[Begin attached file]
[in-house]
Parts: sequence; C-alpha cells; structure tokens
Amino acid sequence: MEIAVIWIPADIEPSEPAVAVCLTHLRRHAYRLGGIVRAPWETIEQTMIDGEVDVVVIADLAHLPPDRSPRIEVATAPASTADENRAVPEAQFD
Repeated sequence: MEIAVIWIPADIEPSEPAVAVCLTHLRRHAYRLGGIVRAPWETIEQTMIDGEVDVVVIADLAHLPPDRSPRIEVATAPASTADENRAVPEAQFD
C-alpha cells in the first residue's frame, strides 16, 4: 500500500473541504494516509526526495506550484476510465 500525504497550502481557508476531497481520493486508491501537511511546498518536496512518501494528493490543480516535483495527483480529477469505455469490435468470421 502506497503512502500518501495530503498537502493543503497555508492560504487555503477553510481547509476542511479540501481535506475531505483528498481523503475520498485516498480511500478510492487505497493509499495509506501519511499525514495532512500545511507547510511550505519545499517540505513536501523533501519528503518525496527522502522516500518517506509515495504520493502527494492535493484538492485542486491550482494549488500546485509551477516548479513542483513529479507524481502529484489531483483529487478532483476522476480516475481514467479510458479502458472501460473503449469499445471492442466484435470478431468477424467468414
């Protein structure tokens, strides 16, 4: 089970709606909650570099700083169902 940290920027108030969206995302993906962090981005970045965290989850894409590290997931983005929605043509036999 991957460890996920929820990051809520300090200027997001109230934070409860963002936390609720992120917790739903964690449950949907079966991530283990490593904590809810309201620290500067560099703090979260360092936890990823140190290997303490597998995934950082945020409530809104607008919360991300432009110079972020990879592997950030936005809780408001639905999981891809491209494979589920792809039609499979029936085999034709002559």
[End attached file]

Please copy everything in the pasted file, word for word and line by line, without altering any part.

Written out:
[in-house]
Parts: sequence; C-alpha cells; structure tokens
Amino acid sequence: MEIAVIWIPADIEPSEPAVAVCLTHLRRHAYRLGGIVRAPWETIEQTMIDGEVDVVVIADLAHLPPDRSPRIEVATAPASTADENRAVPEAQFD
Repeated sequence: MEIAVIWIPADIEPSEPAVAVCLTHLRRHAYRLGGIVRAPWETIEQTMIDGEVDVVVIADLAHLPPDRSPRIEVATAPASTADENRAVPEAQFD
C-alpha cells in the first residue's frame, strides 16, 4: 500500500473541504494516509526526495506550484476510465 500525504497550502481557508476531497481520493486508491501537511511546498518536496512518501494528493490543480516535483495527483480529477469505455469490435468470421 502506497503512502500518501495530503498537502493543503497555508492560504487555503477553510481547509476542511479540501481535506475531505483528498481523503475520498485516498480511500478510492487505497493509499495509506501519511499525514495532512500545511507547510511550505519545499517540505513536501523533501519528503518525496527522502522516500518517506509515495504520493502527494492535493484538492485542486491550482494549488500546485509551477516548479513542483513529479507524481502529484489531483483529487478532483476522476480516475481514467479510458479502458472501460473503449469499445471492442466484435470478431468477424467468414
């Protein structure tokens, strides 16, 4: 089970709606909650570099700083169902 940290920027108030969206995302993906962090981005970045965290989850894409590290997931983005929605043509036999 991957460890996920929820990051809520300090200027997001109230934070409860963002936390609720992120917790739903964690449950949907079966991530283990490593904590809810309201620290500067560099703090979260360092936890990823140190290997303490597998995934950082945020409530809104607008919360991300432009110079972020990879592997950030936005809780408001639905999981891809491209494979589920792809039609499979029936085999034709002559």